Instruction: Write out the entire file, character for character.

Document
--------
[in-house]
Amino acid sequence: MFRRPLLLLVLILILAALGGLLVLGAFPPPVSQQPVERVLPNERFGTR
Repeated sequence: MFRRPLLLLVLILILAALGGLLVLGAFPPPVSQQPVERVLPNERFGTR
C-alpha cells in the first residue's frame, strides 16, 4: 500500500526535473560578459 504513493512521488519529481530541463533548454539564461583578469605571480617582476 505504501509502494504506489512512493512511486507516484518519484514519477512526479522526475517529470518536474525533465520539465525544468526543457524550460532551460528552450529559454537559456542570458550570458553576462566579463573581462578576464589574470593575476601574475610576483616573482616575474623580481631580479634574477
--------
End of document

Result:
[in-house]
Amino acid sequence: MFRRPLLLLVLILILAALGGLLVLGAFPPPVSQQPVERVLPNERFGTR
Repeated sequence: MFRRPLLLLVLILILAALGGLLVLGAFPPPVSQQPVERVLPNERFGTR
C-alpha cells in the first residue's frame, strides 16, 4: 500500500526535473560578459 504513493512521488519529481530541463533548454539564461583578469605571480617582476 505504501509502494504506489512512493512511486507516484518519484514519477512526479522526475517529470518536474525533465520539465525544468526543457524550460532551460528552450529559454537559456542570458550570458553576462566579463573581462578576464589574470593575476601574475610576483616573482616575474623580481631580479634574477